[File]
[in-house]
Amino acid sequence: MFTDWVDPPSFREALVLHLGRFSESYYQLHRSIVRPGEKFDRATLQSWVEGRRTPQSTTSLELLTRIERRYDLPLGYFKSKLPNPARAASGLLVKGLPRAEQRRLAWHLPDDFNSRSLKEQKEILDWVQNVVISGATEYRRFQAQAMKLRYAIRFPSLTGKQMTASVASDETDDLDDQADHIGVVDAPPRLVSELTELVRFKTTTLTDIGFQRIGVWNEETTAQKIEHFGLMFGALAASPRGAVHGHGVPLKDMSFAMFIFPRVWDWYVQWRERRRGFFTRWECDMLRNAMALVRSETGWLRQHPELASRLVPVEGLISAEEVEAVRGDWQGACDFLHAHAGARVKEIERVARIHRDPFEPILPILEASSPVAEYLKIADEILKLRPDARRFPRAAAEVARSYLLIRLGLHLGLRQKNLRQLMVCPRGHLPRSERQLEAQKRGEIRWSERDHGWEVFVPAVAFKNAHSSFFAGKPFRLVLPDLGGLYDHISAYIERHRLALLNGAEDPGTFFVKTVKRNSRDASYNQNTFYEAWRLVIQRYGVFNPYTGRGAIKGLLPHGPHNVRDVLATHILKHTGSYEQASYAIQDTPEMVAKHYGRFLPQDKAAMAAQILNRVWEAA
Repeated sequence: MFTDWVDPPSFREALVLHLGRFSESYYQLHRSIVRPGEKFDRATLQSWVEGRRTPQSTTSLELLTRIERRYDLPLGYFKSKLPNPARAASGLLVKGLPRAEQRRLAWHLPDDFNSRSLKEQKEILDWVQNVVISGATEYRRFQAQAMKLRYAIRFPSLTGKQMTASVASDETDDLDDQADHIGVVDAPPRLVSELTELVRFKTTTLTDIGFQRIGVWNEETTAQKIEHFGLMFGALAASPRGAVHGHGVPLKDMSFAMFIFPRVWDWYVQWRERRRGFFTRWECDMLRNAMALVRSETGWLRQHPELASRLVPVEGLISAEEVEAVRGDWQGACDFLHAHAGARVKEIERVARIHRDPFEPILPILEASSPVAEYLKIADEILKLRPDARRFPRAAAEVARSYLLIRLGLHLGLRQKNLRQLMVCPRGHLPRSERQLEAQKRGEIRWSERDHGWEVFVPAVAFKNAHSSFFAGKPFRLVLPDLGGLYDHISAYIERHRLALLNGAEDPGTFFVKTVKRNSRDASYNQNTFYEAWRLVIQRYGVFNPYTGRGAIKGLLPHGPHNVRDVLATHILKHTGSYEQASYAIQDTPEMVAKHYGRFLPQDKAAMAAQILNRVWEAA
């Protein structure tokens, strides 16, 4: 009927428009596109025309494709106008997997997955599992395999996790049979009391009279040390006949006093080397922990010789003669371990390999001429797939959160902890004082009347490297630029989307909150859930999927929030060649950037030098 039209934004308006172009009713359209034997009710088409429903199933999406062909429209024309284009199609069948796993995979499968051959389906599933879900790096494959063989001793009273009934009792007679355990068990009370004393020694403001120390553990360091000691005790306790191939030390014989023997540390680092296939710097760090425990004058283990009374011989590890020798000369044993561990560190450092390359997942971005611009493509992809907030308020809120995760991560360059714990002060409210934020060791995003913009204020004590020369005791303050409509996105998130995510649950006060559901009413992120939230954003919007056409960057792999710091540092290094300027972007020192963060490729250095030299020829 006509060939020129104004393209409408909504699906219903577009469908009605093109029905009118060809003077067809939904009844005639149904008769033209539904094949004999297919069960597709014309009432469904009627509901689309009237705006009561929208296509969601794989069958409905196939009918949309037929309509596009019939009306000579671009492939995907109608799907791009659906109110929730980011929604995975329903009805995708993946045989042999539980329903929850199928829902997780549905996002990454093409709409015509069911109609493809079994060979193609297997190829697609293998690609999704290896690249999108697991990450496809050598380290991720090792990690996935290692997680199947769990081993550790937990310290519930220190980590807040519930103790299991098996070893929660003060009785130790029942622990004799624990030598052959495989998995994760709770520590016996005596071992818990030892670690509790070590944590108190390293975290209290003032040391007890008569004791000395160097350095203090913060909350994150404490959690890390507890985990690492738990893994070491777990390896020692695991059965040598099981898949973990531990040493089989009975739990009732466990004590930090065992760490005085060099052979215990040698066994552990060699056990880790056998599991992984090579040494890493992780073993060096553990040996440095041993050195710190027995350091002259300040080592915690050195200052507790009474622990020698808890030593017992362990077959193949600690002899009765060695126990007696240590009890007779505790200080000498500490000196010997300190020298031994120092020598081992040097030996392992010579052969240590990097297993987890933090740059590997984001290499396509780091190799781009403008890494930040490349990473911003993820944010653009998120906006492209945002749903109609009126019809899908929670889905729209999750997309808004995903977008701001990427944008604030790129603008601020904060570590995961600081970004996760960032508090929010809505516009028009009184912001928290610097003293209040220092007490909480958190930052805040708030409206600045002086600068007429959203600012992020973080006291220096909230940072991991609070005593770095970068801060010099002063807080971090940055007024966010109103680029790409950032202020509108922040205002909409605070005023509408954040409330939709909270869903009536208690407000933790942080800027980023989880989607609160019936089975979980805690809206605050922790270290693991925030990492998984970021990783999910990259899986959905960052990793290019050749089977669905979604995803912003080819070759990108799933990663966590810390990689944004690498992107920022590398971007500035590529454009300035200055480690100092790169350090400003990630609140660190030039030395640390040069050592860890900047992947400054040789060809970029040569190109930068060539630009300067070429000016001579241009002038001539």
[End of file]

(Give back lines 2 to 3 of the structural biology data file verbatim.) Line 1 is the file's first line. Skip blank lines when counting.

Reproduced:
Amino acid sequence: MFTDWVDPPSFREALVLHLGRFSESYYQLHRSIVRPGEKFDRATLQSWVEGRRTPQSTTSLELLTRIERRYDLPLGYFKSKLPNPARAASGLLVKGLPRAEQRRLAWHLPDDFNSRSLKEQKEILDWVQNVVISGATEYRRFQAQAMKLRYAIRFPSLTGKQMTASVASDETDDLDDQADHIGVVDAPPRLVSELTELVRFKTTTLTDIGFQRIGVWNEETTAQKIEHFGLMFGALAASPRGAVHGHGVPLKDMSFAMFIFPRVWDWYVQWRERRRGFFTRWECDMLRNAMALVRSETGWLRQHPELASRLVPVEGLISAEEVEAVRGDWQGACDFLHAHAGARVKEIERVARIHRDPFEPILPILEASSPVAEYLKIADEILKLRPDARRFPRAAAEVARSYLLIRLGLHLGLRQKNLRQLMVCPRGHLPRSERQLEAQKRGEIRWSERDHGWEVFVPAVAFKNAHSSFFAGKPFRLVLPDLGGLYDHISAYIERHRLALLNGAEDPGTFFVKTVKRNSRDASYNQNTFYEAWRLVIQRYGVFNPYTGRGAIKGLLPHGPHNVRDVLATHILKHTGSYEQASYAIQDTPEMVAKHYGRFLPQDKAAMAAQILNRVWEAA
Repeated sequence: MFTDWVDPPSFREALVLHLGRFSESYYQLHRSIVRPGEKFDRATLQSWVEGRRTPQSTTSLELLTRIERRYDLPLGYFKSKLPNPARAASGLLVKGLPRAEQRRLAWHLPDDFNSRSLKEQKEILDWVQNVVISGATEYRRFQAQAMKLRYAIRFPSLTGKQMTASVASDETDDLDDQADHIGVVDAPPRLVSELTELVRFKTTTLTDIGFQRIGVWNEETTAQKIEHFGLMFGALAASPRGAVHGHGVPLKDMSFAMFIFPRVWDWYVQWRERRRGFFTRWECDMLRNAMALVRSETGWLRQHPELASRLVPVEGLISAEEVEAVRGDWQGACDFLHAHAGARVKEIERVARIHRDPFEPILPILEASSPVAEYLKIADEILKLRPDARRFPRAAAEVARSYLLIRLGLHLGLRQKNLRQLMVCPRGHLPRSERQLEAQKRGEIRWSERDHGWEVFVPAVAFKNAHSSFFAGKPFRLVLPDLGGLYDHISAYIERHRLALLNGAEDPGTFFVKTVKRNSRDASYNQNTFYEAWRLVIQRYGVFNPYTGRGAIKGLLPHGPHNVRDVLATHILKHTGSYEQASYAIQDTPEMVAKHYGRFLPQDKAAMAAQILNRVWEAA